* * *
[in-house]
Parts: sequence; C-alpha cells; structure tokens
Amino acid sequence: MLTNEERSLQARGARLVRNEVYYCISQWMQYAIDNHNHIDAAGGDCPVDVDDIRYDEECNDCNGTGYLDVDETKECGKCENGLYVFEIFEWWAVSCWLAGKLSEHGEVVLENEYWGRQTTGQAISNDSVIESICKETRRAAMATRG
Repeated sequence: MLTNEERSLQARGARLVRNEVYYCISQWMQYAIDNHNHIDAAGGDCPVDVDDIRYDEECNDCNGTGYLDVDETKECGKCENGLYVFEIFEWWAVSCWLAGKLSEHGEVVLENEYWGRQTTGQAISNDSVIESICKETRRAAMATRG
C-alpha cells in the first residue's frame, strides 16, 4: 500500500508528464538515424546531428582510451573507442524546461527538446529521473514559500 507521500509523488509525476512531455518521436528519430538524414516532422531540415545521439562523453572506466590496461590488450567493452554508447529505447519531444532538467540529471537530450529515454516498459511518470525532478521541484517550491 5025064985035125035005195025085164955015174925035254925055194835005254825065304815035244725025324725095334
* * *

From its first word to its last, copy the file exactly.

[in-house]
Parts: sequence; C-alpha cells; structure tokens
Amino acid sequence: MLTNEERSLQARGARLVRNEVYYCISQWMQYAIDNHNHIDAAGGDCPVDVDDIRYDEECNDCNGTGYLDVDETKECGKCENGLYVFEIFEWWAVSCWLAGKLSEHGEVVLENEYWGRQTTGQAISNDSVIESICKETRRAAMATRG
Repeated sequence: MLTNEERSLQARGARLVRNEVYYCISQWMQYAIDNHNHIDAAGGDCPVDVDDIRYDEECNDCNGTGYLDVDETKECGKCENGLYVFEIFEWWAVSCWLAGKLSEHGEVVLENEYWGRQTTGQAISNDSVIESICKETRRAAMATRG
C-alpha cells in the first residue's frame, strides 16, 4: 500500500508528464538515424546531428582510451573507442524546461527538446529521473514559500 507521500509523488509525476512531455518521436528519430538524414516532422531540415545521439562523453572506466590496461590488450567493452554508447529505447519531444532538467540529471537530450529515454516498459511518470525532478521541484517550491 5025064985035125035005195025085164955015174925035254925055194835005254825065304815035244725025324725095334